Iowa State engineers are developing real-world, low-cost applications for graphene. Photo: Christopher Gannon/Iowa State University.
Iowa State engineers are developing real-world, low-cost applications for graphene. Photo: Christopher Gannon/Iowa State University.

The researchers in Jonathan Claussen's lab at Iowa State University (who like to call themselves nanoengineers) have been looking for ways to use graphene and its amazing properties in their sensors and other technologies.

Graphene is an atom-thick sheet of carbon that has several impressive properties: it's great at conducting electricity and heat, and is strong and stable. But researchers have struggled to move beyond tiny lab samples for studying its material properties to larger pieces for real-world applications.

Recent projects that used inkjet printers to print multi-layer graphene circuits and electrodes had the Iowa State nanoengineers thinking about using this technology to produce flexible, wearable and low-cost electronics. For example, "Could we make graphene at scales large enough for glucose sensors?" asked Suprem Das, an Iowa State postdoctoral research associate in mechanical engineering and an associate of the US Department of Energy's Ames Laboratory.

But there are problems with the existing inkjet technology. Once printed, the graphene has to be treated to improve its electrical conductivity and device performance. This treatment usually requires high temperatures or chemicals, both of which can degrade the flexible or disposable surfaces such as plastic films or even paper that the graphene is printed on.

So Das and Claussen came up with the alternative idea of using lasers to treat the graphene. Claussen, an Iowa State assistant professor of mechanical engineering and an Ames Laboratory associate, worked with Gary Cheng, an associate professor at Purdue University's School of Industrial Engineering, to develop and test the idea.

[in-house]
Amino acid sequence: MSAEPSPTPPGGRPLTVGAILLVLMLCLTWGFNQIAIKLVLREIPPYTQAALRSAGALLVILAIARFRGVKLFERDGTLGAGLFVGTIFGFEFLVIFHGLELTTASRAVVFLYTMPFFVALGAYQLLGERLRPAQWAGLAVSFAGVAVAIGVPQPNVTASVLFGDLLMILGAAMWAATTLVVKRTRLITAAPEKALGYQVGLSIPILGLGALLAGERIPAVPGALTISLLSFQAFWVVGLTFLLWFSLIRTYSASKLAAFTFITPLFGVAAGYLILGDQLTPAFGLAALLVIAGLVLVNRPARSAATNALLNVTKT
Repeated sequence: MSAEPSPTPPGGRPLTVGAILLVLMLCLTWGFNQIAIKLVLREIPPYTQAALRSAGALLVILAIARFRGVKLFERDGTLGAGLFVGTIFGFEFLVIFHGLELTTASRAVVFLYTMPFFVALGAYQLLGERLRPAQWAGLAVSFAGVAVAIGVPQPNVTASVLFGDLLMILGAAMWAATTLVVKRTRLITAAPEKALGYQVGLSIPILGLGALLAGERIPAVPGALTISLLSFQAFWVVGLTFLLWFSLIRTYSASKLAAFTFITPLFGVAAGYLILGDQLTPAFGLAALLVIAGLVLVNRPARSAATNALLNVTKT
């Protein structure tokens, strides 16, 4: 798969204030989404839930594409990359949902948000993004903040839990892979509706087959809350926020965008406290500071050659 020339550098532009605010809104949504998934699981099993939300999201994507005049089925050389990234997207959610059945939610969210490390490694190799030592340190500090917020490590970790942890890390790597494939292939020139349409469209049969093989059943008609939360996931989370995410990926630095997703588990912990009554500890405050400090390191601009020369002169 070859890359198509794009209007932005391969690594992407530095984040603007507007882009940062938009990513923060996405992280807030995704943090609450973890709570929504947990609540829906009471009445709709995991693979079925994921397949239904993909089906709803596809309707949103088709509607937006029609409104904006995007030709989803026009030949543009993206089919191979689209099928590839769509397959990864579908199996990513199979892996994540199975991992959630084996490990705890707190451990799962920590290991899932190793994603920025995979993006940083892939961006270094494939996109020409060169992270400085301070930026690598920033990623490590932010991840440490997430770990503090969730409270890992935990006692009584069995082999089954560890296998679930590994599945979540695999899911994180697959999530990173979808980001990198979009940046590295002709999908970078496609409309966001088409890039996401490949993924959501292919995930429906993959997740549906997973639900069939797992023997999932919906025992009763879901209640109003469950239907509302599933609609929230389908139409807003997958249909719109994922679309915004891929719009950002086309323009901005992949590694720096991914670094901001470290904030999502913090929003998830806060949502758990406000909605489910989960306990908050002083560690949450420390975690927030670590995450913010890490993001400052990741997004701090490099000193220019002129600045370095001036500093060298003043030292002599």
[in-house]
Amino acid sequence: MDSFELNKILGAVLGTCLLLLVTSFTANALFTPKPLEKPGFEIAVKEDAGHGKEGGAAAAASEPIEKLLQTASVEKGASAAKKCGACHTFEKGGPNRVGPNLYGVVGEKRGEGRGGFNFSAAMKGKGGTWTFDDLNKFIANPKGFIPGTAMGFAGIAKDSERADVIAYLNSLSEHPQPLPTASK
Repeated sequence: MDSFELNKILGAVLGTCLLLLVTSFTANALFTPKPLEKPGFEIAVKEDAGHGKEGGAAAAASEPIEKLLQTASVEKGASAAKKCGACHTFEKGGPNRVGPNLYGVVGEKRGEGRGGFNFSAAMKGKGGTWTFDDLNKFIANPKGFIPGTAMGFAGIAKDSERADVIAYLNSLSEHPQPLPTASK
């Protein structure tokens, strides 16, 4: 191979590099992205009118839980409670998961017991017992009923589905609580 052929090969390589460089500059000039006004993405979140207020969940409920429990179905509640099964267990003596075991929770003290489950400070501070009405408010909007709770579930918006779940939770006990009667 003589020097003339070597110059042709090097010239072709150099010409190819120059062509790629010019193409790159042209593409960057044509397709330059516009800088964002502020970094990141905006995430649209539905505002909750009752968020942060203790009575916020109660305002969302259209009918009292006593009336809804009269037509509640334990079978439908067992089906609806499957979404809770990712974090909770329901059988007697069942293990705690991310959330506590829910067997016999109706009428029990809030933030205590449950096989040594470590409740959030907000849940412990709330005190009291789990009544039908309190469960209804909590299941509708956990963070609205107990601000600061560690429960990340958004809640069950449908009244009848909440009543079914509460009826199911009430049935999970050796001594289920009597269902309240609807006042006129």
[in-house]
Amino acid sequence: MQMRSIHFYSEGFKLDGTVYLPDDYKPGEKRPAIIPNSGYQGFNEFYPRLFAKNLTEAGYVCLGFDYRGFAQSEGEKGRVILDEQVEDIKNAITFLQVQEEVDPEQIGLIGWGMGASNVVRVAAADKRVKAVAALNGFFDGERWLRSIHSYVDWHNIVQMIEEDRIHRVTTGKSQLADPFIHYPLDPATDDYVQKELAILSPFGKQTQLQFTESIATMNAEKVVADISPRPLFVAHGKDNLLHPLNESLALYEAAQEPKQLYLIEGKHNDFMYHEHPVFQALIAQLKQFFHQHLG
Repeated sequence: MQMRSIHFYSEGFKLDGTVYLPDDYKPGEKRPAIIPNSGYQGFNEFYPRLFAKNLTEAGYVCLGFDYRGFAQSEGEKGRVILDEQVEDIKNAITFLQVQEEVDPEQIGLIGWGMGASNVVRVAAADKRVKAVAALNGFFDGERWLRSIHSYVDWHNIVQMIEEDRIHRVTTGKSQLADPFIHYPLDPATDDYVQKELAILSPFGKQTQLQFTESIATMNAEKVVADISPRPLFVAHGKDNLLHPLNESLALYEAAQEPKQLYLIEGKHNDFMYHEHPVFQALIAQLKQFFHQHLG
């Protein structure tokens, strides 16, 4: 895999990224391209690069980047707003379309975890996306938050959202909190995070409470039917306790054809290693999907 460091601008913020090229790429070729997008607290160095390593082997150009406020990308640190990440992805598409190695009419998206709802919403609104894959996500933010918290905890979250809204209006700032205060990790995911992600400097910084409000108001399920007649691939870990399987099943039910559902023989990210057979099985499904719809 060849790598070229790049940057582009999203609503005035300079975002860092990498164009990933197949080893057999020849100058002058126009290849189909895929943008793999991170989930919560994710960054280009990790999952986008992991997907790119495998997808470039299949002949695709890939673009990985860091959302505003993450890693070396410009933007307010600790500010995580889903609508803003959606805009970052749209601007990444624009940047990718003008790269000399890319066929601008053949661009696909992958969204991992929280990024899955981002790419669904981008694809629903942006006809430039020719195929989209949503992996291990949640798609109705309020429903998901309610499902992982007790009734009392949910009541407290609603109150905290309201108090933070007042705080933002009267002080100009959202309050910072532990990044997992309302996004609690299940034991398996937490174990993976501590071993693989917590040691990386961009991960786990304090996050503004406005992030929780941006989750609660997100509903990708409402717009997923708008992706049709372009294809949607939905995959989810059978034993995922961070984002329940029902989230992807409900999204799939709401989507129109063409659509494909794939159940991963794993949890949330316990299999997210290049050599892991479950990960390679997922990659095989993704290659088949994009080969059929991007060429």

And it worked. They found that treating inkjet-printed, multi-layer graphene electric circuits and electrodes with a pulsed-laser process improved the graphene’s electrical conductivity without damaging the paper, polymers or other fragile surfaces on which it was printed.

"This creates a way to commercialize and scale-up the manufacturing of graphene," Claussen said.

The findings are detailed in a paper in Nanoscale. Claussen and Cheng are the lead authors and Das is first author. Additional Iowa State co-authors are Allison Cargill, John Hondred and Shaowei Ding, graduate students in mechanical engineering. Additional Purdue co-authors are Qiong Nian and Mojib Saei, graduate students in industrial engineering. The Iowa State Research Foundation has already filed for a patent on the process.

"The breakthrough of this project is transforming the inkjet-printed graphene into a conductive material capable of being used in new applications," Claussen said. Those applications could include sensors with biological applications, energy storage systems, electrical conducting components and even paper-based electronics.

The process they came up with uses a computer-controlled laser to selectively irradiate inkjet-printed graphene oxide. This treatment removes ink binders and reduces graphene oxide to graphene – physically stitching together millions of tiny graphene flakes. The process also improves graphene’s electrical conductivity by a factor of more than 1000.

"The laser works with a rapid pulse of high-energy photons that do not destroy the graphene or the substrate," Das said. "They heat locally. They bombard locally. They process locally."

The localized laser processing also changes the shape and structure of the printed graphene from a flat surface to one with raised, three-dimensional (3D) nanostructures. The engineers say the 3D nanostructures are like tiny petals rising from the surface that increase the electrochemical reactivity of the graphene, making it useful for chemical and biological sensors.

All of that, according to Claussen's team of nanoengineers, could move graphene to commercial applications. "This work paves the way for not only paper-based electronics with graphene circuits," the researchers wrote in their paper, "it enables the creation of low-cost and disposable graphene-based electrochemical electrodes for myriad applications including sensors, biosensors, fuel cells and (medical) devices."

This story is adapted from material from Iowa State University, with editorial changes made by Materials Today. The views expressed in this article do not necessarily represent those of Elsevier. Link to original source.